Since he was first named manager of the Washington Nationals, former major league infielder Matt Williams has talked openly about the skippers who shaped and influenced him throughout his playing days and in his second career as a coach and now a manager with the Nats.
"I've played under some great managers," Williams explained in an MLB Network appearances this winter.
"I played under Dusty [Baker], he's my mentor, so I want to be a players' manager as he is. I want to be as prepared as Buck Showalter, who I played under. I want to understand veteran players like Bob Brenly did with us in the desert in 2001. Understand that sometimes you have to let the reins off a little bit and let the guys handle it themselves. I want a little bit of [Kirk Gibson's] passion and the way he goes about it. So I'll try to take a little bit from all of the guys that I played under and try to incorporate it into our game here."
As much as he's learned from the managers he's worked with and played for, however, Williams was clear when he spoke with reporters at NatsFest this past January that he was going to be himself on the bench in his first managing gig outside of a short stint in the Arizona Fall League.
"I have to be myself, I think," Williams said. "I can't tailor myself according to somebody. But I want to try to take a little bit from everybody. A little bit from Dusty [Baker]. A little bit from Buck [Showalter]. I want to be prepared like him. I want to be able to have a relationship with the players like Dusty has. A little bit like [Kirk Gibson] with his intensity. A little bit from Bob Melvin, in that, again I didn't play for him, but I viewed him being part of the Diamondbacks' organization. His baseball acumen and how he thinks about things."
Williams is currently squaring off against one of those mentors in his first series with the Nationals against one-time Arizona D-backs' manager Buck Showalter, who has spent the last four-plus seasons on the bench in Baltimore.
Williams was asked in an appearance on the MLB Network Radio show "First Pitch" this morning if it was weird going up against the man who managed him from 1998-2000 in Arizona in the Diamondbacks' first three seasons as a team.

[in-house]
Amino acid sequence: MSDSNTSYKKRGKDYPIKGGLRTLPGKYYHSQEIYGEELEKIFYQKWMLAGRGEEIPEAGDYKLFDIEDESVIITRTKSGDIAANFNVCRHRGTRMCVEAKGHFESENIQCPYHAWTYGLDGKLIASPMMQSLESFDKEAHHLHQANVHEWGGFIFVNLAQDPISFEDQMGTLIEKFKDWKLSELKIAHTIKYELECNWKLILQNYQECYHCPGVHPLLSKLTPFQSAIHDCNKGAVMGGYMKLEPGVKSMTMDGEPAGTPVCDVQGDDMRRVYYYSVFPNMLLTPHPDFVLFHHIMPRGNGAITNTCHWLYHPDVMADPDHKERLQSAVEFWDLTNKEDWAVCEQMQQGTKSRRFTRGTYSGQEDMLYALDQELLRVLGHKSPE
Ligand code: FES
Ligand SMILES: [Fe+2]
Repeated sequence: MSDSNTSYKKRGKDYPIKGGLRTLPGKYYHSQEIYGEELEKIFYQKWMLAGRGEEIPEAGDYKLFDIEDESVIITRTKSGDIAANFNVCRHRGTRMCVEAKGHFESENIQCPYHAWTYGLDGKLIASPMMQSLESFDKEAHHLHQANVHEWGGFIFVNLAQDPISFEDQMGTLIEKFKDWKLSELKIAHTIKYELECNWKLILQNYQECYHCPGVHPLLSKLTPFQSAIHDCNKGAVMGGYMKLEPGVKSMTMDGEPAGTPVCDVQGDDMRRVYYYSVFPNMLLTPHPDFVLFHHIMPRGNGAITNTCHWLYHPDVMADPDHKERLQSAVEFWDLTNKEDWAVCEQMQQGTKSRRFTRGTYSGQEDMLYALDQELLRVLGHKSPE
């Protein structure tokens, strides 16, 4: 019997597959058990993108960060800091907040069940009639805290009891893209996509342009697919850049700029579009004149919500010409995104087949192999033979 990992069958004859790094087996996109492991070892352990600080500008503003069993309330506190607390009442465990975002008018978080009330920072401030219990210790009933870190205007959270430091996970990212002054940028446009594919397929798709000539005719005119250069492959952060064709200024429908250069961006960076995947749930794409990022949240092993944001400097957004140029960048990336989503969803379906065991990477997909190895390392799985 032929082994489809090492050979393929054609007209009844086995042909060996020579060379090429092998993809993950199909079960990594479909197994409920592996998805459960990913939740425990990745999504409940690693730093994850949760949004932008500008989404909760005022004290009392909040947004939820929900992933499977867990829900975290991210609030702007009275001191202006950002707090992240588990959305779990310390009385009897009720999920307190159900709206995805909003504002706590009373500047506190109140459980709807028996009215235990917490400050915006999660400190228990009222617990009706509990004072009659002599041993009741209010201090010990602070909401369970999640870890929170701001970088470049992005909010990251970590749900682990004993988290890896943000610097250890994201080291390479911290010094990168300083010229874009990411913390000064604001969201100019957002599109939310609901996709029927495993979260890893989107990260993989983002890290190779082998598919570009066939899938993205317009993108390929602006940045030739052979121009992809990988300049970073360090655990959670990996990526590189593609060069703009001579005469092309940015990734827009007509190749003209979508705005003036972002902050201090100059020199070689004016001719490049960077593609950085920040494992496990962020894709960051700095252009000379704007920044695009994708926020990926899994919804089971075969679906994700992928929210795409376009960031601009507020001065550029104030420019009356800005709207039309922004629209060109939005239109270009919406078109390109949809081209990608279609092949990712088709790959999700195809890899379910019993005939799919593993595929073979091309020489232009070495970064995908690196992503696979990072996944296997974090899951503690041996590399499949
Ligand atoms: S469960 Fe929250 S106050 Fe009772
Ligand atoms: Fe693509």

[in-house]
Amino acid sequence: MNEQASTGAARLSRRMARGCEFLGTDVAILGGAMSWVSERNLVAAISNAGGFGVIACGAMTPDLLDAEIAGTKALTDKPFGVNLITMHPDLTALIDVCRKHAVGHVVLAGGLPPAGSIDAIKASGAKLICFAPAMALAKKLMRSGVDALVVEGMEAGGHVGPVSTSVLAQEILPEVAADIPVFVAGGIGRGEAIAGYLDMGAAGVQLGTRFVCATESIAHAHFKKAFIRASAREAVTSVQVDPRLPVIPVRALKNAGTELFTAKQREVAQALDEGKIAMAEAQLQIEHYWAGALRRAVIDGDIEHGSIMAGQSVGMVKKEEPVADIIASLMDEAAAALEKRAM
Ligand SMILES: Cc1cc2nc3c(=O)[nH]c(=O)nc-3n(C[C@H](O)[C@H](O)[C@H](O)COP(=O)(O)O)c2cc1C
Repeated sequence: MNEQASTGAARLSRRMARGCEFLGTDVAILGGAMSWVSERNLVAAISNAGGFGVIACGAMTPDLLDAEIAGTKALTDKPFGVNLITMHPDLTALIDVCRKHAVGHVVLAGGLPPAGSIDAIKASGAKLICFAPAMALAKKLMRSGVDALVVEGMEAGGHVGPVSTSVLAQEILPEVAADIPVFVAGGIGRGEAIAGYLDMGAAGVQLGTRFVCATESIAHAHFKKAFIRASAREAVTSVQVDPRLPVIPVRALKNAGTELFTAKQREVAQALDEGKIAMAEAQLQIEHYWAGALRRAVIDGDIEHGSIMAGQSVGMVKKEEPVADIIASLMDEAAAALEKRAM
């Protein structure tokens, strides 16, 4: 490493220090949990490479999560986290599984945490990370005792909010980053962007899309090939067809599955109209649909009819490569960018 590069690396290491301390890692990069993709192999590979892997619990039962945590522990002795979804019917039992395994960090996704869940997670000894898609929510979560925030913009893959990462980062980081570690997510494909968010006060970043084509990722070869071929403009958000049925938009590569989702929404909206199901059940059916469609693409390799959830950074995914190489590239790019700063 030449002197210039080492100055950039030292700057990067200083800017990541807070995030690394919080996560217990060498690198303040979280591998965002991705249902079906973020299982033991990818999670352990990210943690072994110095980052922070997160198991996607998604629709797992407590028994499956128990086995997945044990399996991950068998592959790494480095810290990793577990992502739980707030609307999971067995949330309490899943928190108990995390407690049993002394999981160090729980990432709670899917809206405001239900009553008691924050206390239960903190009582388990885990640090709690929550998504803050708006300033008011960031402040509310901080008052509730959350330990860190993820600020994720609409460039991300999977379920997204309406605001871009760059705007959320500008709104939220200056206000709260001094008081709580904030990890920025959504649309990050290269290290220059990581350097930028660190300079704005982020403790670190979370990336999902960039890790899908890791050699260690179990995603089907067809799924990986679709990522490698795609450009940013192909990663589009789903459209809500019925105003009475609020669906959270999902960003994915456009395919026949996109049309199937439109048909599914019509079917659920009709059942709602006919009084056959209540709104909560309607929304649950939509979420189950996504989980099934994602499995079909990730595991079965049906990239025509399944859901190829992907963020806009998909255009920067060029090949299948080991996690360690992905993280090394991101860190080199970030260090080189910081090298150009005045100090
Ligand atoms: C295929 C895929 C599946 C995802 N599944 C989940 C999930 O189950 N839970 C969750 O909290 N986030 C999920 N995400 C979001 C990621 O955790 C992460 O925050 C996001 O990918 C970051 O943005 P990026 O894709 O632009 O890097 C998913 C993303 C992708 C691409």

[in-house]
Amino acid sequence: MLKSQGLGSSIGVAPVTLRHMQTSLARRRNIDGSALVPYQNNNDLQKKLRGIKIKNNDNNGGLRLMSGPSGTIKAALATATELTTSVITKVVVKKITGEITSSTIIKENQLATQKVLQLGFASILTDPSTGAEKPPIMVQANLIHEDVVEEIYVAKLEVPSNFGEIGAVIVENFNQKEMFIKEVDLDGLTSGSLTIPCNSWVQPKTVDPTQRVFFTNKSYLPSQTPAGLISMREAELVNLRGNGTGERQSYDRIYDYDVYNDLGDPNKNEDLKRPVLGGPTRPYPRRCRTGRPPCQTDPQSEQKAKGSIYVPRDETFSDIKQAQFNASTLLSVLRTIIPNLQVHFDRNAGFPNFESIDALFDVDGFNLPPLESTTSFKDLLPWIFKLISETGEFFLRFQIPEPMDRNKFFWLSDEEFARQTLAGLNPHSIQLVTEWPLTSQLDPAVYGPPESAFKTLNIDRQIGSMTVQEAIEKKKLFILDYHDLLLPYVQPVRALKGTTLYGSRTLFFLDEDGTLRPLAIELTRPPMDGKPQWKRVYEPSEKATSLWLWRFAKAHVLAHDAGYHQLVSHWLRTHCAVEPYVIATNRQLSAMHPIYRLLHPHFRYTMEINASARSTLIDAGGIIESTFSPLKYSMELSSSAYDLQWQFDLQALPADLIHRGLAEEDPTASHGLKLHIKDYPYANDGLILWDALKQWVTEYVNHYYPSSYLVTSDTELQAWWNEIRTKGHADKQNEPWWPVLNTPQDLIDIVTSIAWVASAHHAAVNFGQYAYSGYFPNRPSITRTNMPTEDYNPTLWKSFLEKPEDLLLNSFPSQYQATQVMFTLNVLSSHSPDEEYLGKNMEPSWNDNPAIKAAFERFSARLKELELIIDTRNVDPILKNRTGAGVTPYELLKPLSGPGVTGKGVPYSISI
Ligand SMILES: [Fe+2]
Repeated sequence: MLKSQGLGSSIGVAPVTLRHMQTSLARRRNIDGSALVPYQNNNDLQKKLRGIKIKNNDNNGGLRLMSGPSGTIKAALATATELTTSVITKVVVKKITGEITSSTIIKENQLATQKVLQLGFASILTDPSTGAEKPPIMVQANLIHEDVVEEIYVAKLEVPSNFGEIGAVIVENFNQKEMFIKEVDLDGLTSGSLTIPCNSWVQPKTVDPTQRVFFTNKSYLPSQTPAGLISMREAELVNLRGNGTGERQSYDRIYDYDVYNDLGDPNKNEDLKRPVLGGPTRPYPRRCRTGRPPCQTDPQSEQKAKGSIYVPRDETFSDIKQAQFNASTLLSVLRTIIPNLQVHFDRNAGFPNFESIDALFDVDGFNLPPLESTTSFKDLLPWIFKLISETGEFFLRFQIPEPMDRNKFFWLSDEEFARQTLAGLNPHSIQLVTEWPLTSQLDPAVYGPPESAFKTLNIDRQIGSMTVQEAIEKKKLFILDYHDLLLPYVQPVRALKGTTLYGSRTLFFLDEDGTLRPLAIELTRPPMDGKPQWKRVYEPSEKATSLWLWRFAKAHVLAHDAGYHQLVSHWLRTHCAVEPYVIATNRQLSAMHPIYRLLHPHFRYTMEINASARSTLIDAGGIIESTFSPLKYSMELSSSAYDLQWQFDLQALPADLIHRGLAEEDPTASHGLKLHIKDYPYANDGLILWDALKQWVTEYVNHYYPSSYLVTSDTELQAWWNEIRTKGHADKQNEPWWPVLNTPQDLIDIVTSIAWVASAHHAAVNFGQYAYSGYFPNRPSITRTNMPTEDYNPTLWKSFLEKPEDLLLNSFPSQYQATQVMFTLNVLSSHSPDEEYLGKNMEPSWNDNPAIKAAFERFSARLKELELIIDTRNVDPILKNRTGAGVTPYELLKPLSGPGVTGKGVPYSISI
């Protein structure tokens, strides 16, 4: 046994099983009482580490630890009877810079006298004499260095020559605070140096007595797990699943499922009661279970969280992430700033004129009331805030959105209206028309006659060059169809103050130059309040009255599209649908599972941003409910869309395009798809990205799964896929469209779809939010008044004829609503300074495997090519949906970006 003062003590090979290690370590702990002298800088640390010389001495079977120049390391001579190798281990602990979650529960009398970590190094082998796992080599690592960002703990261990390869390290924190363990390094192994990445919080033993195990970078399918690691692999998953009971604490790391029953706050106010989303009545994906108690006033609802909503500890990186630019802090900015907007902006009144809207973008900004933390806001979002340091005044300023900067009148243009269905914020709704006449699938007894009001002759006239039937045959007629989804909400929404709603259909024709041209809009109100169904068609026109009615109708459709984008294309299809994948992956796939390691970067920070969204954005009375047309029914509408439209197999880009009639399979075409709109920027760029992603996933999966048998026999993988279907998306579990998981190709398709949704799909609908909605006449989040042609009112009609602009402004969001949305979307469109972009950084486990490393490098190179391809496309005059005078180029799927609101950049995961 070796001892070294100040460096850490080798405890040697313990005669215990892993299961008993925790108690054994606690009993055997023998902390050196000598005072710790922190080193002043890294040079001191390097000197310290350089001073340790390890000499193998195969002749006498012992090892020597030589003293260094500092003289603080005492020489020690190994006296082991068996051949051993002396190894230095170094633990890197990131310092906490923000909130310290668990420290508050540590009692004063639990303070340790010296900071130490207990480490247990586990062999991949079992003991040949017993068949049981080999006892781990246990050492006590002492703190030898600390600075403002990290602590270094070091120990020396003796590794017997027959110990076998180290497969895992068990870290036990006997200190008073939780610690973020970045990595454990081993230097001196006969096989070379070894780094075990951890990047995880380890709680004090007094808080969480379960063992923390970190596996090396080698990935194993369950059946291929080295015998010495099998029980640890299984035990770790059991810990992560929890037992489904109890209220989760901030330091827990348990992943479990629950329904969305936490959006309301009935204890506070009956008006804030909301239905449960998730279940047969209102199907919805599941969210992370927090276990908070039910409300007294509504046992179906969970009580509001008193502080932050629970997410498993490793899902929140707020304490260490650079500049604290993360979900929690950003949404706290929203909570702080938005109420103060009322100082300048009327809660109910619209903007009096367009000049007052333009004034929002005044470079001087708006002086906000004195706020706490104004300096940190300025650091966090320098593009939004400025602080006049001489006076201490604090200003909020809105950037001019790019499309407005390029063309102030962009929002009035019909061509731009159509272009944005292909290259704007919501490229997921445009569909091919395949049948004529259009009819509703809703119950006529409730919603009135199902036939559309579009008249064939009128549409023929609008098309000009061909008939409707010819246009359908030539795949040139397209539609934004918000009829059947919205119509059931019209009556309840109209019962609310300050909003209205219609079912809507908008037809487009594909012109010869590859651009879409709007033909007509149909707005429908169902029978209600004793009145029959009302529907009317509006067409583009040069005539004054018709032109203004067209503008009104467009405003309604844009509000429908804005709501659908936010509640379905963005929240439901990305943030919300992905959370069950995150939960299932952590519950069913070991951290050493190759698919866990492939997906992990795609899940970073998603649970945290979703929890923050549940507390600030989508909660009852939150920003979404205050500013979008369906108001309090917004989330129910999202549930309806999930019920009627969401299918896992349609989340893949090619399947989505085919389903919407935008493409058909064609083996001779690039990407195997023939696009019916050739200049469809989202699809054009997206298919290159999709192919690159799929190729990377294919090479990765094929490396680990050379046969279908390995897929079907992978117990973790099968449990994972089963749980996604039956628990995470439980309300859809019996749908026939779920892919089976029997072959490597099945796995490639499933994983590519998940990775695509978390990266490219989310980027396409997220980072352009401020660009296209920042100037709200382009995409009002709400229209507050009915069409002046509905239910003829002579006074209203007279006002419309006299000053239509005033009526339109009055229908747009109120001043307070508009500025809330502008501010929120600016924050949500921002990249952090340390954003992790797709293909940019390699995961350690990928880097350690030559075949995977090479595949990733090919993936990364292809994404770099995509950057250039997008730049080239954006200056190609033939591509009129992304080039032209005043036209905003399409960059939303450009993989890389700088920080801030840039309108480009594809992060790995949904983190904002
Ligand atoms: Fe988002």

"It's not weird," Williams told hosts Jim Memolo and Todd Hollandsworth, "I think it's an honor. I respect Buck a lot. When he came over to Arizona he helped build that organization."
"Remember that it started at nothing," Williams explained. "He had to build the whole thing. And there was a lot of talk over there initially with him that it was going to be so structured and [he was going to] run a very tight ship. And it was, but I kind of liked that, that's kind of my personality too. So, I loved playing for Buck. I loved showing the 'A' on the sock. I loved the way he went about it and he's not going to change. He continues to do that and I think it's evident the way his team is playing. They have a reallly good team and they do things right.
"They play good defense. They run the bases well. They've got good leadership. They certainly hit the ball out of the ballpark. They've got young talent and veteran talent. And he knows how to do it. So, on any given day I try to continue to learn from him. He's been a great support for me."
"He got the first one the other night," Williams continued, "so hopefully we can get these two and then see what we can do on August 4th when we play them again. He's a great guy to try to model yourself after because he's ultimately prepared and his guys play hard for him."
The feeling is clearly mutual too, though Showalter turned it around when talking about managing Williams before the Nats and Orioles met on Monday night in the nation's capital.
"Matt doesn’t play for you," Showalter told reporters including The Baltimore Sun's Alejandro Zuniga. "'You feel like, ‘Golly, I got a chance to manage Matt.'"
He also said that the Nationals made the right decision when they chose Williams as their new manager.
"'[The Nationals] got a good one,'" Showalter said. "'They got a good one.'"